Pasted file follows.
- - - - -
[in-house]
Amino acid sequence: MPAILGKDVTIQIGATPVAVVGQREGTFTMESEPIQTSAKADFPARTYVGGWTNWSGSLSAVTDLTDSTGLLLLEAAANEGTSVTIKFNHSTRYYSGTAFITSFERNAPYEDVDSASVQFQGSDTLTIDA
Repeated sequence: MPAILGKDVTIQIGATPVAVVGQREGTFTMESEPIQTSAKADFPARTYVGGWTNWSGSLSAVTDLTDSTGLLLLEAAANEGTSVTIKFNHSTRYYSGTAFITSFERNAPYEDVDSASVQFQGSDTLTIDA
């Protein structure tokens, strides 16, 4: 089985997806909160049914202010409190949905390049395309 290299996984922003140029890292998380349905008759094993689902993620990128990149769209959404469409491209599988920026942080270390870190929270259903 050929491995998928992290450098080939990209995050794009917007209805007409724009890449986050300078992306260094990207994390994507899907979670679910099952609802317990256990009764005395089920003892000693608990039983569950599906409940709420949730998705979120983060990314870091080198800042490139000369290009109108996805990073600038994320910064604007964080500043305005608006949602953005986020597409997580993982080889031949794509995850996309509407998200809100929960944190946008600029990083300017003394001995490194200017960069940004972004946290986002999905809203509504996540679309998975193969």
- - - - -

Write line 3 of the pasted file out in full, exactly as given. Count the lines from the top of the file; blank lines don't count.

Repeated sequence: MPAILGKDVTIQIGATPVAVVGQREGTFTMESEPIQTSAKADFPARTYVGGWTNWSGSLSAVTDLTDSTGLLLLEAAANEGTSVTIKFNHSTRYYSGTAFITSFERNAPYEDVDSASVQFQGSDTLTIDA